You may remember our post from earlier this year, ‘The Goods Under The Hood’, where we explained hardware acceleration and how we incorporate it into DivX Software to help make conversions faster and playback smoother, less resource-intensive.
Prior to DivX 10.4, hardware acceleration was available for AVC (H.264, MKV/MP4) and ASP (MPEG-4, DivX/AVI) video. Now, HEVC (H.265, MKV/MP4) video can be played in DivX Player using the CPU on 4th, 5th, and 6th Generations of Intel® Core Processor families.
This means that the experience of playing back 4K video up to 60fps, in particular, may be much improved. You may CPU usage or Memory usage drop, or finally be able to watch the video without frames dropping. For those of you interested in more details, we’ve shared preliminary test results of playing HEVC 4K video in DivX Player on a Skylake system over at DivX Labs. Or, learn more about DivX Accelerated, the integration of hardware acceleration capabilities in DivX Software.
A new version of DivX Software is out today, now with a DTS-HD® Plug-in to enable creation and playback of DivX video with DTS-HD Master AudioTM.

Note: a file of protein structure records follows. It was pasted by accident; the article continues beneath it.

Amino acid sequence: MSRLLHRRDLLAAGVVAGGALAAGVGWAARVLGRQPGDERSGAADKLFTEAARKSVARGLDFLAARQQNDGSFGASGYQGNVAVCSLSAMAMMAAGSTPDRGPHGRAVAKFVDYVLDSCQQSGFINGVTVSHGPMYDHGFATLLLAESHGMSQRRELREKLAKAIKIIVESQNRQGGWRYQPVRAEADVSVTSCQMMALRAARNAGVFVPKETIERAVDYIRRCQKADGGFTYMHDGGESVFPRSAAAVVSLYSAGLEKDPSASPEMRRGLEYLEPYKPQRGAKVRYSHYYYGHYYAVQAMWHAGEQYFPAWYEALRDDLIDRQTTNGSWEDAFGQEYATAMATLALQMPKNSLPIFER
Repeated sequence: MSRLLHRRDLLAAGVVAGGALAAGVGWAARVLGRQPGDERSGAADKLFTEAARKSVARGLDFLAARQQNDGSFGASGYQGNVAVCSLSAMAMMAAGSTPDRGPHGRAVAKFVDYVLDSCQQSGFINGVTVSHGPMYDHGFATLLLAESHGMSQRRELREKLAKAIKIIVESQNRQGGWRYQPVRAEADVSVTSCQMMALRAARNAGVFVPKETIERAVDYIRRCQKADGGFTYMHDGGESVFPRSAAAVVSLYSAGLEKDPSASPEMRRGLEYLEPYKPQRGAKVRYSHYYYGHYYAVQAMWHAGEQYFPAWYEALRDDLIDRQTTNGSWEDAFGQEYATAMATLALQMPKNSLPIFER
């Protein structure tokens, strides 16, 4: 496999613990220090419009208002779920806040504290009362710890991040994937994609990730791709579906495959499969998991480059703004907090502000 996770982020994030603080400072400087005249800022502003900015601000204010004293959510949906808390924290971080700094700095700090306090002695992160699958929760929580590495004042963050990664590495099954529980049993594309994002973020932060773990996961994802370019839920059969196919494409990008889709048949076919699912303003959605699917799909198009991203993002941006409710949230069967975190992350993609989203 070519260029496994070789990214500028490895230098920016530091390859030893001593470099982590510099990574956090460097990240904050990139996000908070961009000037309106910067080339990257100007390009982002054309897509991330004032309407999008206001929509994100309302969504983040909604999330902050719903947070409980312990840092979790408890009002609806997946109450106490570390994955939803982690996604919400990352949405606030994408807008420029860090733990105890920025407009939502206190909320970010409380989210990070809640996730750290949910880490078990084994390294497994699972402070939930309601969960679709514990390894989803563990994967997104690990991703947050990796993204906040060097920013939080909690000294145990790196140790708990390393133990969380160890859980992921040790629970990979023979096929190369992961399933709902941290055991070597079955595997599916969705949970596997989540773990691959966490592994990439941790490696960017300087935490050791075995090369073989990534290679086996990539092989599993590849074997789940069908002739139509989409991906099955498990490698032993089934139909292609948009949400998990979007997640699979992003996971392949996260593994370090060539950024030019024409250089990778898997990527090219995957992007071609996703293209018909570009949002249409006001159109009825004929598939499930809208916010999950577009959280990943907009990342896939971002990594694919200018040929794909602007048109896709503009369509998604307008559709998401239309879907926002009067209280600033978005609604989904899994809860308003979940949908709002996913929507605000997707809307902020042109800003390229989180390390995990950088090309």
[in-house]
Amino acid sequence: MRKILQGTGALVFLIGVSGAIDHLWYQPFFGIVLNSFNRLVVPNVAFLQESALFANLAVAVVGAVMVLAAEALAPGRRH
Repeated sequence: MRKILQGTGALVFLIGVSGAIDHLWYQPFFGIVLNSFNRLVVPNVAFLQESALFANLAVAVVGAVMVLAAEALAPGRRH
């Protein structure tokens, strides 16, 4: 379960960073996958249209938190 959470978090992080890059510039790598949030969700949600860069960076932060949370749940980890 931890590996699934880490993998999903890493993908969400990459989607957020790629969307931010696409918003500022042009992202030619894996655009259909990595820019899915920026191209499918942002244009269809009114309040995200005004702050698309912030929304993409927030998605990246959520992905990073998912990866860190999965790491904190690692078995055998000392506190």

DTS-HD Master Audio is a high definition audio format known for its superior audio quality. Thanks to a variable bit-rate technology and its non-redundant structure, it’s also able to conserve file size and bandwidth. HD quality combined with great file savings… sound familiar? We know a video format that does that too. ;-)
If you’re looking for an HD-quality sound track to go along with your DivX videos, DTS-HD audio delivers!
DTS-HD delivers superior quality
The DTS-HD Plug-in for DivX Software includes DTS-HD Master Audio, which decodes DTS-HDaudio tracks, including DTS ExpressTM and DTS Digital SurroundTM, from stereo up to 7.1 discrete channels.The result is an uncompromised audio experience that brings movies, music and games to life.
DTS-HD audio for DivX Software
The DTS-HD Plug-in for DivX Software works with DivX Converter, DivX Player and DivX Web Player for creation and playback of your high-quality DivX videos with a stunning surround sound experience to match.
Create videos in all the formats that DivX Converter offers: DivX, DivX Plus, MP4 and HEVC up to UHD 4K resolution. This includes converting your videos with multi-channel audio tracks into the DTS-HD format, as well as passing-through the DTS-HD audio tracks of your videos for even faster conversion.
Enjoy your DivX videos with DTS-HD audio in DivX Player or DivX Web Player for PC and Mac. In addition, enable premium DTS-HD surround sound from DivX Player using HDMI output to any AV Receiver.
Today we released DivX 10.3, the latest update to DivX Software that includes three major new features to help you do even more with your audio and video.